Laboratory Report Format for PHY107

Laboratory reports are to be individually done and handed in during class time on the days indicated in the class schedule. They should be typed in a word processor and printed on paper. These reports will be expansions of the posters that are done during class. Some example reports are available in the menu. The structure of the reports is given in the syllabus and given with some more explanation below.

Each lab report will be worth 20 points. The percentage of points earned will contribute 25% toward the final grade. The final project laboratory report will contribute to a different course component as stated in the syllabus.


Use the question that was investigated during the experimentation phase as the title of the laboratory report.

Exploration Phase

  1. Describe the way the exploration began including the launch if one was used.
  2. Describe the actual exploration of the phenomena. What did you try that worked or didn't work?
  3. Identify the variables that came up during the exploration.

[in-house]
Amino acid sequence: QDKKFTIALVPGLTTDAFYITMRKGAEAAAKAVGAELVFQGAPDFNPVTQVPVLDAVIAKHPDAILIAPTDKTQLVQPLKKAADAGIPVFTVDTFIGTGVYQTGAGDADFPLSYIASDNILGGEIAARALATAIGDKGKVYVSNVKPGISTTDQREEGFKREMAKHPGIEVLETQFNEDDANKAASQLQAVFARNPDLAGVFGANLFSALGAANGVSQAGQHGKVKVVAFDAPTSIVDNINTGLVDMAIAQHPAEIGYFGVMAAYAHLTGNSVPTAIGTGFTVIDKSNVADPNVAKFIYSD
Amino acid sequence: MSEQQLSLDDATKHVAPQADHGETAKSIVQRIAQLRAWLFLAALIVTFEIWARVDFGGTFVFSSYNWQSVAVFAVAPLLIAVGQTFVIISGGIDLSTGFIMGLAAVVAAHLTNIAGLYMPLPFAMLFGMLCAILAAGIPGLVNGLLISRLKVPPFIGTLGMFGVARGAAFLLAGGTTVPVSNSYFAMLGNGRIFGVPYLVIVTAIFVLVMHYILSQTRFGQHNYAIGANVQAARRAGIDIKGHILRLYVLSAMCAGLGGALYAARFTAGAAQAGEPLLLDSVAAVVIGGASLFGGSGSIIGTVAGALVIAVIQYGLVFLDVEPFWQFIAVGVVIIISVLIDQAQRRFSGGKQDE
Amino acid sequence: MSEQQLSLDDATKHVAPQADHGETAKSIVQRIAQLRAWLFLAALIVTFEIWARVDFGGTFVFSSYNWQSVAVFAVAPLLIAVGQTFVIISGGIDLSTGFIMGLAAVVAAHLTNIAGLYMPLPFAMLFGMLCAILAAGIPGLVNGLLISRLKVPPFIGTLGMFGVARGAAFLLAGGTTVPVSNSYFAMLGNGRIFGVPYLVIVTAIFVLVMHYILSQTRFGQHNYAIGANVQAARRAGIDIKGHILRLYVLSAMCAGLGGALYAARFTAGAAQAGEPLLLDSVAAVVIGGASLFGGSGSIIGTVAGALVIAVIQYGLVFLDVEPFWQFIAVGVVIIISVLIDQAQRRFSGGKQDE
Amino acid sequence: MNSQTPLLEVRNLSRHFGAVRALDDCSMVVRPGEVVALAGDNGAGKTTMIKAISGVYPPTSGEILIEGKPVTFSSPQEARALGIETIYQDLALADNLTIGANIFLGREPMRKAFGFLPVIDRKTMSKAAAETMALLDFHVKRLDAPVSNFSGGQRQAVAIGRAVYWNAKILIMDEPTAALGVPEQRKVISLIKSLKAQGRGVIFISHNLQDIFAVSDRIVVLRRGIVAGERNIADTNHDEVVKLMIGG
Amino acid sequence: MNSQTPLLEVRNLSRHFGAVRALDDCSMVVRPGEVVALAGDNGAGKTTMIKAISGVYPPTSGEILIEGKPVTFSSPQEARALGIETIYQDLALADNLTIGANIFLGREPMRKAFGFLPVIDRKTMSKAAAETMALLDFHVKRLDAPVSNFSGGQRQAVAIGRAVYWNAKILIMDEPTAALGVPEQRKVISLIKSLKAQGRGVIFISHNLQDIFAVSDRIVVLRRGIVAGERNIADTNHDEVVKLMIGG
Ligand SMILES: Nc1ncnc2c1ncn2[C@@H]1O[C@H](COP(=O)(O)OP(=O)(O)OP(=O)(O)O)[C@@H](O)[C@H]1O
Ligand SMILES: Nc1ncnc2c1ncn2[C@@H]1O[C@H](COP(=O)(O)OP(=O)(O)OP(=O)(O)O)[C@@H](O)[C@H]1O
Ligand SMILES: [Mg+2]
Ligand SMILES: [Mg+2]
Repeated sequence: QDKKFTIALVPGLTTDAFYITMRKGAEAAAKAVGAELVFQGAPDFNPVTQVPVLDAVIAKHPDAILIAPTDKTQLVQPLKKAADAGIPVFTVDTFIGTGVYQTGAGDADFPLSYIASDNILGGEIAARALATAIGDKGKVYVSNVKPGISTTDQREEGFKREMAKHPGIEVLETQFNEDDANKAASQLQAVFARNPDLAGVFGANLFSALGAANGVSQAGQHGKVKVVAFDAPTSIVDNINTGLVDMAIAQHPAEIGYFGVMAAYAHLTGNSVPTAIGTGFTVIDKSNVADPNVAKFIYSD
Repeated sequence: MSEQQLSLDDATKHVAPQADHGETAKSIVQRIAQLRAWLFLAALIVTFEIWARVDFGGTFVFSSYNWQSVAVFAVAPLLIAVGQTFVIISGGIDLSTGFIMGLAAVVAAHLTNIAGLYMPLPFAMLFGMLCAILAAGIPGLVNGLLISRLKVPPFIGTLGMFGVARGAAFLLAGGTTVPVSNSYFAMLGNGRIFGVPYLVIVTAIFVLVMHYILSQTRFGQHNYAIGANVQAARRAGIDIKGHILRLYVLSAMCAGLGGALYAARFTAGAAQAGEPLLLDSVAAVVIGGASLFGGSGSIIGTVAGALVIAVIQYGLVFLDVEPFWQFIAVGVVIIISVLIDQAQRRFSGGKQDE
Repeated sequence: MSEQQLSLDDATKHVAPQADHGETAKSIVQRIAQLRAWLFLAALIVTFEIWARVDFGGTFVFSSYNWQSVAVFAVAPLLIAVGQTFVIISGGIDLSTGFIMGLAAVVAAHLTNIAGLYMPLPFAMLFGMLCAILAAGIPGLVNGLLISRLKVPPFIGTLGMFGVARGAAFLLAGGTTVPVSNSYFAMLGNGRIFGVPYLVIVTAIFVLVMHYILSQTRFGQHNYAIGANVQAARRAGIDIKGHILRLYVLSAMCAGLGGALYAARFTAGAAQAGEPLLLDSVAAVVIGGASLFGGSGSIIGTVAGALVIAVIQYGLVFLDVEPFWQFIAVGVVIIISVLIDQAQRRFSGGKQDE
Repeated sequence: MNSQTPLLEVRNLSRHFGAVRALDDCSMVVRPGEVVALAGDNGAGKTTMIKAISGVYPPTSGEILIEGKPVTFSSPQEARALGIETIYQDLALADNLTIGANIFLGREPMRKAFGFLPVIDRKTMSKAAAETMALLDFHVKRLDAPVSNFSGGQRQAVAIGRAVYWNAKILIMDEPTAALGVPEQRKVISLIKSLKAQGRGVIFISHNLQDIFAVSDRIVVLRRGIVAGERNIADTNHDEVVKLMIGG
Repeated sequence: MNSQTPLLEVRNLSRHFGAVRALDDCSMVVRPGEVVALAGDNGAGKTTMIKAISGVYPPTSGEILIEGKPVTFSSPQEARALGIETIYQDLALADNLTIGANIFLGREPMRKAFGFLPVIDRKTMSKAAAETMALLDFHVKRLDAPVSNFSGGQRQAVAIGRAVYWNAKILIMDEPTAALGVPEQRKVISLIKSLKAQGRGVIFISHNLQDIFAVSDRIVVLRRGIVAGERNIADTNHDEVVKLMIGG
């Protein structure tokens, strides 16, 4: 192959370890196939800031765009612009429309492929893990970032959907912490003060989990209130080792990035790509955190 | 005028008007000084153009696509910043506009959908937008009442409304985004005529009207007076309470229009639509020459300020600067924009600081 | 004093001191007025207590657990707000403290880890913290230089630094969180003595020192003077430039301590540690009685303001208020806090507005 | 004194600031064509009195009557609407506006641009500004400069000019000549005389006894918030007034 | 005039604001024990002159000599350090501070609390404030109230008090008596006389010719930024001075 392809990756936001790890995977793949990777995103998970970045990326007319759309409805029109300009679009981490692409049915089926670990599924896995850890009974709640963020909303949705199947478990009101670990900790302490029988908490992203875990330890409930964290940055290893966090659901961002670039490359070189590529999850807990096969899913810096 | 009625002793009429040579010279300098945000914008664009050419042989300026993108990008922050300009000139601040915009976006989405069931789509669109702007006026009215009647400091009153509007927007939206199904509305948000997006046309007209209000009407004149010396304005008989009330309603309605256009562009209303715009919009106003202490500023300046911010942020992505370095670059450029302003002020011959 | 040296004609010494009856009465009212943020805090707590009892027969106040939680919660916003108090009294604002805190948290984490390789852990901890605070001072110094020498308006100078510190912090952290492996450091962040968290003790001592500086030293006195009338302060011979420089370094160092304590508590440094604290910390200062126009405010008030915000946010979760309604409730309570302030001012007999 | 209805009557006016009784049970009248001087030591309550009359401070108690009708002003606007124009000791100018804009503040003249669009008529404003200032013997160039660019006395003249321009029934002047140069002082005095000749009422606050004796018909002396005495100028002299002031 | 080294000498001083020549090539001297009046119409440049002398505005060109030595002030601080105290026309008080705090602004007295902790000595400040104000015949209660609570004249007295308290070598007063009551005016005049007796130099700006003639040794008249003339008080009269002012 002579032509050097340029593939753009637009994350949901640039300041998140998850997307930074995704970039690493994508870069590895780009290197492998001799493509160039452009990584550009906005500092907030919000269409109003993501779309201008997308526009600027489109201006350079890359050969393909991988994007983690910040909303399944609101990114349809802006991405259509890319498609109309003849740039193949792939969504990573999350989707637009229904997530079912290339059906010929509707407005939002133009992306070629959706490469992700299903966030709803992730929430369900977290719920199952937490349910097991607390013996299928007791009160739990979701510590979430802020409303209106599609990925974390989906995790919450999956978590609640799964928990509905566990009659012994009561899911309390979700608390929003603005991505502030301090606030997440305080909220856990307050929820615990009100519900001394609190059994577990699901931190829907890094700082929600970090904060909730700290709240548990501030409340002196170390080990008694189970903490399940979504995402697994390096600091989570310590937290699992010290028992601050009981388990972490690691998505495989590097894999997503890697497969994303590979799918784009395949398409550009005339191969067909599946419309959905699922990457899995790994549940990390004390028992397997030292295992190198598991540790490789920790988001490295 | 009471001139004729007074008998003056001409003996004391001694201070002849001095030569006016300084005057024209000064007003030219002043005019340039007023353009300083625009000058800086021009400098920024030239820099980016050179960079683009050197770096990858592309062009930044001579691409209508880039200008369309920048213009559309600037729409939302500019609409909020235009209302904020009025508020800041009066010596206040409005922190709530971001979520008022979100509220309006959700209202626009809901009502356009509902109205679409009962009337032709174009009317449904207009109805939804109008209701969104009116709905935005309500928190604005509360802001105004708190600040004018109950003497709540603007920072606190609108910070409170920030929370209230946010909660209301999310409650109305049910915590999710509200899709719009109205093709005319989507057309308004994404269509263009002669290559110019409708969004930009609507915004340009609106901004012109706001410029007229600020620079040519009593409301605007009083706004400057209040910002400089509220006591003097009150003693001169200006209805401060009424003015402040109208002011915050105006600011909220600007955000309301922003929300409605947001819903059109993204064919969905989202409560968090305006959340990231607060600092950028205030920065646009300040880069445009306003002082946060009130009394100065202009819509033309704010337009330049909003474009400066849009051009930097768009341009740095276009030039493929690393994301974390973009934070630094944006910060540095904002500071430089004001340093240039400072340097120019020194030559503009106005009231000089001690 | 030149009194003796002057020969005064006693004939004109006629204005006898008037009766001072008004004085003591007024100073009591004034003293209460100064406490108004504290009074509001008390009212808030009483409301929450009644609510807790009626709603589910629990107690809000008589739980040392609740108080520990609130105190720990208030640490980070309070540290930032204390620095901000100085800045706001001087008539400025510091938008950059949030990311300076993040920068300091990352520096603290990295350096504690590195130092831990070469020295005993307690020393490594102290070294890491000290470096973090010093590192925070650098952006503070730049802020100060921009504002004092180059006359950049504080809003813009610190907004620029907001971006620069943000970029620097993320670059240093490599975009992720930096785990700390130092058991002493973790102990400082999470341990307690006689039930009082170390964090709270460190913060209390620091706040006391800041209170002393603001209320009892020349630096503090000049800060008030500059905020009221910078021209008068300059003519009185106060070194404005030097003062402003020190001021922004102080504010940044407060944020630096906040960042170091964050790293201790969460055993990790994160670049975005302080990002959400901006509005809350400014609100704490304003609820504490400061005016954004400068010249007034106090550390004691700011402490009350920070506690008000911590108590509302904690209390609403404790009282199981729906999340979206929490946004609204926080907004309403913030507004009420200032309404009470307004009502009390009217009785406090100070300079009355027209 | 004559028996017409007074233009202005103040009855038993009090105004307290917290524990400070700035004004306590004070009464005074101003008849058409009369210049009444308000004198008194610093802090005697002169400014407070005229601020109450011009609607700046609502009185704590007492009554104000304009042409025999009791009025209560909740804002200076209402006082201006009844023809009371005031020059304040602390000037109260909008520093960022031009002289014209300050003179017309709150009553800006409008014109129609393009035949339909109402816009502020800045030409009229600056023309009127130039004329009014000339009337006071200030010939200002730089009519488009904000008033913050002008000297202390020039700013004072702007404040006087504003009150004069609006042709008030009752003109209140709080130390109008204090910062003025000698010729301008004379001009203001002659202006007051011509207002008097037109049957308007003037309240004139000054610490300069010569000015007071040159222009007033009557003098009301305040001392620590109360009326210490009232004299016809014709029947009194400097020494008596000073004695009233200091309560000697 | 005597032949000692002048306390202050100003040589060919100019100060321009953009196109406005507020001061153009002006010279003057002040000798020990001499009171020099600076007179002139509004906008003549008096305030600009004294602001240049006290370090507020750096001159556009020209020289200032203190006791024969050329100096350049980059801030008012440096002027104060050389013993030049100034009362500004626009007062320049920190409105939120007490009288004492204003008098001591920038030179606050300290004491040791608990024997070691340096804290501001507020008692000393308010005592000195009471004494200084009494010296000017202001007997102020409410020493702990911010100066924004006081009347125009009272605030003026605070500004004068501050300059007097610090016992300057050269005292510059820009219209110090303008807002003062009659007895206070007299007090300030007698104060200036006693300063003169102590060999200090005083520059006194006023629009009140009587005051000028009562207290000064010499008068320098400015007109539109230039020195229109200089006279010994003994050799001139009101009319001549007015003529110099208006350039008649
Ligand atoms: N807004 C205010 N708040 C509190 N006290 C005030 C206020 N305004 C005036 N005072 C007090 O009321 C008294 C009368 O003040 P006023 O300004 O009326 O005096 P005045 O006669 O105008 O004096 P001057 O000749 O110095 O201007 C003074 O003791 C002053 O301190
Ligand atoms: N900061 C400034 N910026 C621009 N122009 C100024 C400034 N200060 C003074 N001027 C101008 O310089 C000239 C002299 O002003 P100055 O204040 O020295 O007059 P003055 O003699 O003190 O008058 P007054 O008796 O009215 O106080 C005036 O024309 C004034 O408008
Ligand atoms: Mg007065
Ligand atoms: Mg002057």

4. Give at least three questions that came up during the exploration.
  5. Identify the question that was settled on for the experimentation phase.

Experimentation and Data Collection

  1. State the objective of the experiment.
  2. Describe and explain the experiment. Give some reasoning for the methods and materials used.
  3. Explain how the data will help to answer the question.
  4. Provide the data that is collected using tables and graphs as appropriate.

Making Sense

  1. Clearly identify the result of the experiment. How does it come from the data? Is it a single piece of information or a trend? Is there more than one conclusion that can be drawn from the data?
  2. Identify any trends or patterns and at least one prediction associated with a trend or pattern.
  3. How confident are you with the result? Provide a measure of uncertainty if appropriate (error bars, +/- values, etc.). Discuss any implications that the degree of uncertainty being reported might suggest.
  4. Answer these questions as appropriate: Does this result agree with previous experience? Does it agree with other groups in the class? Were there any ideas generated during the whole-group class discussion? Does the result agree with what other scientists have found (provide references)?
  5. Identify at least two new questions that result from the investigation. Identify at least one next step to better understand or extend the question.

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